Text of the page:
Data breach statistics from aggregators globally paint a gloomy picture of the cyberspace we inhabit. More data records were leaked or stolen in the first half of 2017 than in all of 2016, and the future is looking just as bleak. Luckily, users have plenty of solutions to choose from to secure their data and privacy.

As 2017 draws to a close, Bitdefender is releasing a fresh set of data looking at the most prevalent cyber-attacks and the malware employed to conduct them. Chief among these e-threats: ransomware.

Ransomware ‘in-chief’

Taking the lion’s share as the most frequently-encountered threat, different ransomware families grew to 160+ this year alone, with dozens or (in some cases) even hundreds of variations per family. The most prolific ransomware strains this year were Troldesh / Crysis and GlobeImposter.

One in six spam e-mail messages comes bundled with some form of ransomware – either the malware itself is present in the email as an attachment, or the email copy contains a link to a drive-by download site. And ransomware specifically aimed at companies is now common.

WannaCry and GoldenEye, arguably the most publicized ransomware attacks this year, shut down entire businesses and disrupted global industries. Both leveraged what experts believe were NSA-developed cyberweapons leaked onto the underground web.

Polymorphic design

A key development in the 2017 threat landscape was the re-emergence of a multi-purpose, network-aware worm with backdoor capabilities that has been around for years. Qbot (also known as Brresmon or Emotet) immediately springs to mind when one reads this description.

Qbot underwent a redesign of the command and control infrastructure and, with a cloud-based polymorphic engine, it could shape-shift faster than AV solutions could detect it.

The crypto ‘gold rush’

As Bitcoin gained unprecedented momentum and ICOs sprung up like mushrooms after the rain, so did stealthy crypto-currency miners.

Like their ransomware counterparts, illicit coin miners have incorporated wormable behavior (through exploits such as EternalBlue and EternalRomance), to spread laterally and infect entire networks of computers to increase mining efforts. Monero miner Adylkuzz is the biggest name to crop up this year on the illicit crypto-mining market. Cryptocoin-hungry hackers also integrated mining code in compromised web sites this year, for similar purposes.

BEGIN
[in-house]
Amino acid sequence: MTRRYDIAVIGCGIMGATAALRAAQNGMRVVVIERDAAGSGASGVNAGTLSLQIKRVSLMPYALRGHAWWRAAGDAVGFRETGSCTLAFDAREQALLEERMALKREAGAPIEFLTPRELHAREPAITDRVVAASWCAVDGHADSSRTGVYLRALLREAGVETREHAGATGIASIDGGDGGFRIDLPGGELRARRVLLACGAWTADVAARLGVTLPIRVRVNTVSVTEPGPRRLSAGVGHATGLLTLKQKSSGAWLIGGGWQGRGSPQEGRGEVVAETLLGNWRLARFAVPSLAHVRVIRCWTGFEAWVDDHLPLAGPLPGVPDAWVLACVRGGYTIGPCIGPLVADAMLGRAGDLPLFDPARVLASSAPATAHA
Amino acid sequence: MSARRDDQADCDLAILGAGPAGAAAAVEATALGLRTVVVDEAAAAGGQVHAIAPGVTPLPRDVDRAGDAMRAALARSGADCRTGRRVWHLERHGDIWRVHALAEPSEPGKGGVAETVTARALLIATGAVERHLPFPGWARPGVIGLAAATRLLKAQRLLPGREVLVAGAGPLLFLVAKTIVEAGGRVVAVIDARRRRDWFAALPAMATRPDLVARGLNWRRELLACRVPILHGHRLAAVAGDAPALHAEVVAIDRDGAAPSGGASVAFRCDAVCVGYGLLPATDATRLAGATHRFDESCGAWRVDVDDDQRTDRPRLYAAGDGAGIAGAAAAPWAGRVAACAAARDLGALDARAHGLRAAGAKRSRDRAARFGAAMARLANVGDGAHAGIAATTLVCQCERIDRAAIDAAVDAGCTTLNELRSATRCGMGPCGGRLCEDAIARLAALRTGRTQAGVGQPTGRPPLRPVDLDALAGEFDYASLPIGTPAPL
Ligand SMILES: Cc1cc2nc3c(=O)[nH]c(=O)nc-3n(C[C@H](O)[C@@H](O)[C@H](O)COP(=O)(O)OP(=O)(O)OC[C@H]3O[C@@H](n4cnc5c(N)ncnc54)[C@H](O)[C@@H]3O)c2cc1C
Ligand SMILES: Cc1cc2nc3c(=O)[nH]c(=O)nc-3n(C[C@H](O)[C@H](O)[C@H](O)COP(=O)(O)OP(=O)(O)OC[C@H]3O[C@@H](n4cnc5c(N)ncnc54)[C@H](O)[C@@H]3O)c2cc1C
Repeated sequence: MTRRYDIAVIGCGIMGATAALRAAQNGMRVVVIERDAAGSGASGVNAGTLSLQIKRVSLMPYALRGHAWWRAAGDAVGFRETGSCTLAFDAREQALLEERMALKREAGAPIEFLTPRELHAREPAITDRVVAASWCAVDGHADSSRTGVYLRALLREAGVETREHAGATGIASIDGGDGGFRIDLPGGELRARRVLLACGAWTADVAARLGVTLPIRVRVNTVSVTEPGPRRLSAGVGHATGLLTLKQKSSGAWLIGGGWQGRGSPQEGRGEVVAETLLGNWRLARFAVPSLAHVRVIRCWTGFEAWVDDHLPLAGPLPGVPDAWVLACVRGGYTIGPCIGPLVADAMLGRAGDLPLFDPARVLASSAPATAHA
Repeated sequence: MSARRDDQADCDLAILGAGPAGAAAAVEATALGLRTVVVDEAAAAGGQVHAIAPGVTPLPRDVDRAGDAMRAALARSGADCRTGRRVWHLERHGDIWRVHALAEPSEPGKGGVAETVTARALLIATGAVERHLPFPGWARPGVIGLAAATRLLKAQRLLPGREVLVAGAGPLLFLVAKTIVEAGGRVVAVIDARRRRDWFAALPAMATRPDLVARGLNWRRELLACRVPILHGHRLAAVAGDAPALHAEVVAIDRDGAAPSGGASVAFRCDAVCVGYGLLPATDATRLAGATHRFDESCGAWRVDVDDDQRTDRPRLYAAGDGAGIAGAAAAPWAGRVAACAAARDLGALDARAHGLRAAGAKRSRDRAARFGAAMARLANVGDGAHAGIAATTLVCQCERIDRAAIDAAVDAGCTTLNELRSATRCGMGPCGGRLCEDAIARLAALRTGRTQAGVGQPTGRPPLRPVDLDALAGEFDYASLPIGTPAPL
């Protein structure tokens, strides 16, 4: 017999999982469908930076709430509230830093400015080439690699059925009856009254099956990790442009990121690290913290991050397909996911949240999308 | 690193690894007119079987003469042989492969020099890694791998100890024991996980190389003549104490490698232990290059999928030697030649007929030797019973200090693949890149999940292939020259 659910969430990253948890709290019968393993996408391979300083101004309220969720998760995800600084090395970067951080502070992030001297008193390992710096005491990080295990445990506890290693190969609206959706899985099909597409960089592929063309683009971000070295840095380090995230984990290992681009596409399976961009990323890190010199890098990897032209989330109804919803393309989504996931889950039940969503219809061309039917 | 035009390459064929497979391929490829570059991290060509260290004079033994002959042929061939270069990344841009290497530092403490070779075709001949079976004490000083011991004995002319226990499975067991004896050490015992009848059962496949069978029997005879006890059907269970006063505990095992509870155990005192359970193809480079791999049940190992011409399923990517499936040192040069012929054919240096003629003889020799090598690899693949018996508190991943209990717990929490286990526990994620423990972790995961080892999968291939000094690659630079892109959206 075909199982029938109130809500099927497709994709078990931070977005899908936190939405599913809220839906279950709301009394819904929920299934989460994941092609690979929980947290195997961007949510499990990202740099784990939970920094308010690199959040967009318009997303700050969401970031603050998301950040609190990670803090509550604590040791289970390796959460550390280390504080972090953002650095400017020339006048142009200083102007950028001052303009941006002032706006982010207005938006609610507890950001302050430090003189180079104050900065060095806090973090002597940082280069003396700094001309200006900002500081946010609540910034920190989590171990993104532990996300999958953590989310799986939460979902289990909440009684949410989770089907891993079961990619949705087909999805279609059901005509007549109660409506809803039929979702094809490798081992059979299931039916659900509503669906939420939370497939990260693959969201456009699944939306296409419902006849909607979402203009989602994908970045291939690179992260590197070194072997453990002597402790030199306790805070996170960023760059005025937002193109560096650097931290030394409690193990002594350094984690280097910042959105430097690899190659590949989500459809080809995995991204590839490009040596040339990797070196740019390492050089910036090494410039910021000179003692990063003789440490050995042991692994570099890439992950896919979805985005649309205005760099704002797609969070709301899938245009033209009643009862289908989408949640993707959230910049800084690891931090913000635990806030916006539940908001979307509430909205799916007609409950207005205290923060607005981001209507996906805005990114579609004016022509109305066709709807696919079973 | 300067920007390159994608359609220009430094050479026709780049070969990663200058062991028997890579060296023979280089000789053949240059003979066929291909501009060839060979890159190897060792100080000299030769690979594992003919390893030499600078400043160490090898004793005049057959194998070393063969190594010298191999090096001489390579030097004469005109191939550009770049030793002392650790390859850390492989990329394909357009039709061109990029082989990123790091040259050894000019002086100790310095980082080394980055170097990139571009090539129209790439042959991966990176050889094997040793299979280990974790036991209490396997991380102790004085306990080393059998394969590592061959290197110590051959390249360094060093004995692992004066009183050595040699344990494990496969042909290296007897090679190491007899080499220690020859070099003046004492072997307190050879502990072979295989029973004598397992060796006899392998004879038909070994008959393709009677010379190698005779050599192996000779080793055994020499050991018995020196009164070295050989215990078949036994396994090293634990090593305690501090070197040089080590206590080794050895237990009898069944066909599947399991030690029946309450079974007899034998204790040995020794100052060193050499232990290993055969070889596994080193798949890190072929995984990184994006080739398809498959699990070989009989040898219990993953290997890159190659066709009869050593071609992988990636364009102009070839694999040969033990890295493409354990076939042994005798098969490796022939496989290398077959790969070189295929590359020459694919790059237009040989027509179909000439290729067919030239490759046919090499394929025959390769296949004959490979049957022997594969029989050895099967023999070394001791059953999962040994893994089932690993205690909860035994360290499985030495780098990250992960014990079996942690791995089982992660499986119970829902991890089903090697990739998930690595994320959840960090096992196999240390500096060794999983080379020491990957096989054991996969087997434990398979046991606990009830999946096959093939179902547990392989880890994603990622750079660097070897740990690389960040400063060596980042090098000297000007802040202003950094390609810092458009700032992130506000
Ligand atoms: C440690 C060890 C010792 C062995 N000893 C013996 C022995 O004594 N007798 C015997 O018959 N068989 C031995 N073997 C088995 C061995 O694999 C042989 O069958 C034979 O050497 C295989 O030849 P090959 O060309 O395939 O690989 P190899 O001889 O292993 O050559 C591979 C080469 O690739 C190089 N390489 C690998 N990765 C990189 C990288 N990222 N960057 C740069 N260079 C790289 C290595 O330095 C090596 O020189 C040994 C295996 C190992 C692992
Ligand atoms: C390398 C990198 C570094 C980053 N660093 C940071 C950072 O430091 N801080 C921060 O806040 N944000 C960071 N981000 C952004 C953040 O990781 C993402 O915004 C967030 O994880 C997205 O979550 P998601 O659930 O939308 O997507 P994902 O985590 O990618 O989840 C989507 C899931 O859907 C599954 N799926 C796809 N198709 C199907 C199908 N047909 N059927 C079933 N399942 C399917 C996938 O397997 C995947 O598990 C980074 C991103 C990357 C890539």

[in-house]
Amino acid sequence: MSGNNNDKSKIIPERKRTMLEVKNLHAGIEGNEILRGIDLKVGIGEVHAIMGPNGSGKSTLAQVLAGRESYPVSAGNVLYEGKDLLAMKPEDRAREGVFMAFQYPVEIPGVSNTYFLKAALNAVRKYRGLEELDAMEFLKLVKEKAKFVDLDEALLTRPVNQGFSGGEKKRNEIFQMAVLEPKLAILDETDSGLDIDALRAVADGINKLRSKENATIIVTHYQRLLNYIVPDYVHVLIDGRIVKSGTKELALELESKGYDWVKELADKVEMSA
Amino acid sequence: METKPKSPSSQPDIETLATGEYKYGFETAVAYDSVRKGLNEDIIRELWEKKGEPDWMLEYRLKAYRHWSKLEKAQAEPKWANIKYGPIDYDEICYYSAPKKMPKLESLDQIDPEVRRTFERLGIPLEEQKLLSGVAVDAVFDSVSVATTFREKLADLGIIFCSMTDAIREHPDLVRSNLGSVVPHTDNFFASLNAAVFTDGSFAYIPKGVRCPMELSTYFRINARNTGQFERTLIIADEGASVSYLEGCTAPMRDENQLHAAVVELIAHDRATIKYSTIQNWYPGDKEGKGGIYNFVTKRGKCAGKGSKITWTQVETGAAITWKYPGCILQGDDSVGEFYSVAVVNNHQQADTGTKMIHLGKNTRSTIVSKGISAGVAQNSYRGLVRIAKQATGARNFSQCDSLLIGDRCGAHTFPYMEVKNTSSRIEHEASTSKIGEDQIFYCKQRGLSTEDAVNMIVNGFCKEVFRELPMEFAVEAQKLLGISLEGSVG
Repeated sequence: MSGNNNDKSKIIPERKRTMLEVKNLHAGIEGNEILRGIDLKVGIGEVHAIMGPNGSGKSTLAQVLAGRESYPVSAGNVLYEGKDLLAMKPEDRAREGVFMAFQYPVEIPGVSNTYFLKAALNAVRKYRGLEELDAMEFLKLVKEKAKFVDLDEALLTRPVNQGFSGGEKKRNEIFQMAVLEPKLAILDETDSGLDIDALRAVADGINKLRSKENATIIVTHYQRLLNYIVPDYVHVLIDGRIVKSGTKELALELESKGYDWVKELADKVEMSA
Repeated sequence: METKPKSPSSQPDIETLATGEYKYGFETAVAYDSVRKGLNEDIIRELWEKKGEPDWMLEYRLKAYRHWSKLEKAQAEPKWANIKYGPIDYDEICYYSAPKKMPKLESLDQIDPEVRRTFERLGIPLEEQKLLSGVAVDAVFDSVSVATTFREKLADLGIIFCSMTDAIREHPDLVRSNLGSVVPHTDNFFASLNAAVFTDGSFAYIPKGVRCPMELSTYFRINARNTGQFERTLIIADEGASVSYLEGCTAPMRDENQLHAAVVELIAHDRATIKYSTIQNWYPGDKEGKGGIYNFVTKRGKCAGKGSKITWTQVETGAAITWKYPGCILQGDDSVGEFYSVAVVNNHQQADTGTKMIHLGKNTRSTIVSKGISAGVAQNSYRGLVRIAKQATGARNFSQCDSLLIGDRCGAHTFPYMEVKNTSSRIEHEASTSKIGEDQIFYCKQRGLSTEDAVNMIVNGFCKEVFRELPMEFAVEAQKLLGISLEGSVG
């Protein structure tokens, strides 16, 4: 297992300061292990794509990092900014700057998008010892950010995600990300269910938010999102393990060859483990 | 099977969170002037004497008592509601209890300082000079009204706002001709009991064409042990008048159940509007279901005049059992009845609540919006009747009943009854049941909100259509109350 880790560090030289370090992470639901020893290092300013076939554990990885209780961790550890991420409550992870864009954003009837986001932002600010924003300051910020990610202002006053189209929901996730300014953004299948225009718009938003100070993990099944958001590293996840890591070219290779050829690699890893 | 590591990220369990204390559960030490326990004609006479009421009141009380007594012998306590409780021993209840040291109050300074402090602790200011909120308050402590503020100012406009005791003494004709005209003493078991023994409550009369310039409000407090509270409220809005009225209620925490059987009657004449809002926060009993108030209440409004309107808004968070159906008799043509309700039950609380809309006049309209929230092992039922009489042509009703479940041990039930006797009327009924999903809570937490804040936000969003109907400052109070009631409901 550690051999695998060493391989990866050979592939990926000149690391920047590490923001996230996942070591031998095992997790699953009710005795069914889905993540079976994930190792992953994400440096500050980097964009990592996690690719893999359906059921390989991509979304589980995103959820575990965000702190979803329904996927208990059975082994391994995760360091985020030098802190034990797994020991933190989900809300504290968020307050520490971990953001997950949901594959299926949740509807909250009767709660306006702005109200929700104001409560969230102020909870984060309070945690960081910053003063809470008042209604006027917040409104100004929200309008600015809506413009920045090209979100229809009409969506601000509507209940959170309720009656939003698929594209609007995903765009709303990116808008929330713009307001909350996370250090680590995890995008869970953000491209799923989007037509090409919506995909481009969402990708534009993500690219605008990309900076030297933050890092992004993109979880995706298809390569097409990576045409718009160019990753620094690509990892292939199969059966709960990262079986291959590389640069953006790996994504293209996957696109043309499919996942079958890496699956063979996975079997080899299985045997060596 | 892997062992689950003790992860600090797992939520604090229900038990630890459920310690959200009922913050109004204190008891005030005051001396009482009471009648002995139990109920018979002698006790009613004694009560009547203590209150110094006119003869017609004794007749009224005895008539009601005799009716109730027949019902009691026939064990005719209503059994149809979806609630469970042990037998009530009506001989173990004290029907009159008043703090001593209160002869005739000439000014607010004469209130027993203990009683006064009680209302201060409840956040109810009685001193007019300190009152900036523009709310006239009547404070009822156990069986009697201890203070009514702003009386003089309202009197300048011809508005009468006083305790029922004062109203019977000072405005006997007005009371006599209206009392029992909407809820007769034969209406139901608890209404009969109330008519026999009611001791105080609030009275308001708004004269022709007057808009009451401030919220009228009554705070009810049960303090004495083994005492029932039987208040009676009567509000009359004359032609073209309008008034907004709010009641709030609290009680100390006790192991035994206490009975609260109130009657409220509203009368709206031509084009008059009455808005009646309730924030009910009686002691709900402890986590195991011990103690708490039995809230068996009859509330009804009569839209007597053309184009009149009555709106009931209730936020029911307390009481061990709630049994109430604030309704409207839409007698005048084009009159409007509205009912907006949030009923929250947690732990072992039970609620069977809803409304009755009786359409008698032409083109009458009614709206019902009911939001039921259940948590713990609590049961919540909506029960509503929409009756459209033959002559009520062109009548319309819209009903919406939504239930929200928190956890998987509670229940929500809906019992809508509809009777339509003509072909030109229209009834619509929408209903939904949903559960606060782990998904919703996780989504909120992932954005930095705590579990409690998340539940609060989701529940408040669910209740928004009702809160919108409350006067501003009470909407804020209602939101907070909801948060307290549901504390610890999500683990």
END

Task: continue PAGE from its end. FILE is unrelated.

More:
Application.BitdcoinMiner, for instance, is part legitimate miner and part hijacking code. Intercepting mining efforts to various wallets, the malware has been surreptitiously planted on tens of thousands of computers.

Windows-centric threats

As far as Microsoft users are concerned, Bitdefender threat intelligence shows the United States is still the favorite destination for cyber-crime. The US ranks first in the number of malicious incidents detected in 2017, with 18.5 percent of incidents detected by Bitdefender sensors.

Android Trojan fever

One of the most prevalent Android malware families this year has been Android.Trojan.Downloader, accounting for more than 20 percent of attacks on the platform. Victims are tricked into downloading various fake apps that pose as legitimate Flash or Adobe updates, when in fact they are malware.

The second most-prevalent Android malware family is Android.Trojan.Rootnik, which is responsible for 9.34 percent of all attacks recorded on the mobile OS. Notorious for using gaining root access to infected devices, its purpose is to steal information and download additional malware, giving attackers a permanent foothold and full control over the device.

Android.Trojan.Dropper, another pervasive Android malware family, takes third place, with a 7.06 percent infection rate.

Looking forward

Bitdefender experts predict an increase in zero-day exploits leaked from security agencies worldwide, and major changes to the way ransomware operates. And although malware authors seem to increasingly target enterprises and networks, individual end-users are exposed to the same kinds of risks. For example, the number of malicious attachments in spam emails is expected to increase.

Advanced polymorphic engines running in the cloud are being used by cyber-criminals to flood the market with unique variants of known malware in an attempt to fly under the AV radar.

For MacOS users, malware will likely focus on scareware tactics to bully victims into paying for useless tools. And in 2018, we expect hackers use anti-machine-learning techniques more to avoid detection. For the time being, the threat landscape remains faithful to the malware that bad actors monetize best: ransomware, banker Trojans and digital currency miners.

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